Is a Grade 4 in GCSE Mathematics a Pass?

Students need a 4 for a standard pass and 5 for a strong pass in order to be considered as having passed their GCSE Mathematics exam. This means that if a student receives nine fourth-grade grades, they have technically passed all of their exams. However, government school leaderboards are based on the percentage of students who achieved 5 or higher in GCSE Math. Before the system changed, a grade C was accepted as a pass in GCSE. This translates into a fourth grade in the new system, which is considered a “standard pass”.

It is expected that, when a C grade was previously accepted as a requirement for entry into higher education or employment, a grade 4 will now be accepted. Grade 4 is the Standard Pass qualification. If students do not reach fourth grade in mathematics and English, they will have to continue studying these subjects. The Department for Education (DoFE) initially said that a grade 5 would be seen as a good pass. But they also stated that students who get a fourth grade wouldn't have to go back to studying mathematics and English.

Earlier this year, Secretary of Education Justine Greening announced that grade 4 will be a Standard Pass and grade 5 a Strong Pass. This means that students now need 4 for a standard pass and 5 for a strong pass, replacing the traditional limit of a C grade. The GCSE exams will be held in May and June, as usual, and the examining boards have already released their final summer exam schedules. If students want to achieve higher than a pass in mathematics and English (4 or higher), they may be able to retake the exam. Advance information will be implemented for both subjects in July, and a formula sheet will be available for mathematics.

On Thursday, August 12th, students will receive their GCSE results, despite not having taken any tests since they were canceled due to the Covid-19 pandemic. However, the state school my children attend is applying for grade 5 in Math and English to stay in the Sixth Form. Students from England can choose to retake their GCSE exams in November, giving them the opportunity to improve the grade they receive. To study A-Levels, students generally need a minimum of five GCSEs with grades between 4 and 9, including math and English. While changes are being made to the GCSE curricula in Wales and Northern Ireland (NI), these will maintain the old grading system. The percentage of students who reach grades 9-4 in mathematics is lower than the percentage who receive grades 9-4 in all subjects.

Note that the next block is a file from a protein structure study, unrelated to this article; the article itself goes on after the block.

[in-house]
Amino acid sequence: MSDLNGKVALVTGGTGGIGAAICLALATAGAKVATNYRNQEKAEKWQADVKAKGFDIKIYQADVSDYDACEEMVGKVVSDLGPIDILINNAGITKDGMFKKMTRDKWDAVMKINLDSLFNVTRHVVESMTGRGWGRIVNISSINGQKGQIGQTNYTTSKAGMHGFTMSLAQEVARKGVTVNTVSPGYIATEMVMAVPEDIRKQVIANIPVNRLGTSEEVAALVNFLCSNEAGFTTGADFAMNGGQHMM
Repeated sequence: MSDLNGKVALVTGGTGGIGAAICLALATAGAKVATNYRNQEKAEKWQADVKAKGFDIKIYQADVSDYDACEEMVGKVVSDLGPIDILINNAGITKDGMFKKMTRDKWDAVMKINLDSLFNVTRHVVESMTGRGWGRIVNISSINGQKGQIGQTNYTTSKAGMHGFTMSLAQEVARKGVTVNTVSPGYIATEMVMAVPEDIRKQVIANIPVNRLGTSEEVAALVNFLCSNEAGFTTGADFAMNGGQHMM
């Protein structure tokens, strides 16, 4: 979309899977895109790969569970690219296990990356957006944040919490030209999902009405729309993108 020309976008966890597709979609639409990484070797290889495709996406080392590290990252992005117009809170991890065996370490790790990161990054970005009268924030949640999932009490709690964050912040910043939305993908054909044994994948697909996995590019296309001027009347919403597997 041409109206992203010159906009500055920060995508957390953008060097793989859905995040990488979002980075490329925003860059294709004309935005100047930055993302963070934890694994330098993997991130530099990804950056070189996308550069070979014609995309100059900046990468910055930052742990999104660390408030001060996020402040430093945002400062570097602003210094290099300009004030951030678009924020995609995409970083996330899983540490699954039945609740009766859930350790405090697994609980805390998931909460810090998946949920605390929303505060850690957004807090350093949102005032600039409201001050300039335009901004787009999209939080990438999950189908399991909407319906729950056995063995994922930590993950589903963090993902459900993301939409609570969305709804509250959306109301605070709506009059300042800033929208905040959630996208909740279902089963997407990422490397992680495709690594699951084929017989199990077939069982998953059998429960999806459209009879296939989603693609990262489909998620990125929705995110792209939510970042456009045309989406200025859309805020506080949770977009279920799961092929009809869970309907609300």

The consultation gathered more than 6,000 responses from almost a quarter of the students, and showed that more than 90 percent of students and parents were in favor of giving advance information about the approach to exams next summer to support students with the review, and about 80 percent or more were in favor of agreement with offering topic options in some GCSE subjects. The results of the GCSE English language are similar to those in mathematics, and one factor in this could be that each student has to take math and English, while other subjects are chosen by the student. Thousands of students are eagerly awaiting their GCSE results, which will be released to students in England, Wales and Northern Ireland on August 12th. While some students may be very happy with their GCSE results, it is inevitable that others will be disappointed with what they have received.

Shahid Lakha
Shahid Lakha

Shahid Lakha is a seasoned educational consultant with a rich history in the independent education sector and EdTech. With a solid background in Physics, Shahid has cultivated a career that spans tutoring, consulting, and entrepreneurship. As an Educational Consultant at Spires Online Tutoring since October 2016, he has been instrumental in fostering educational excellence in the online tutoring space. Shahid is also the founder and director of Specialist Science Tutors, a tutoring agency based in West London, where he has successfully managed various facets of the business, including marketing, web design, and client relationships. His dedication to education is further evidenced by his role as a self-employed tutor, where he has been teaching Maths, Physics, and Engineering to students up to university level since September 2011. Shahid holds a Master of Science in Photon Science from the University of Manchester and a Bachelor of Science in Physics from the University of Bath.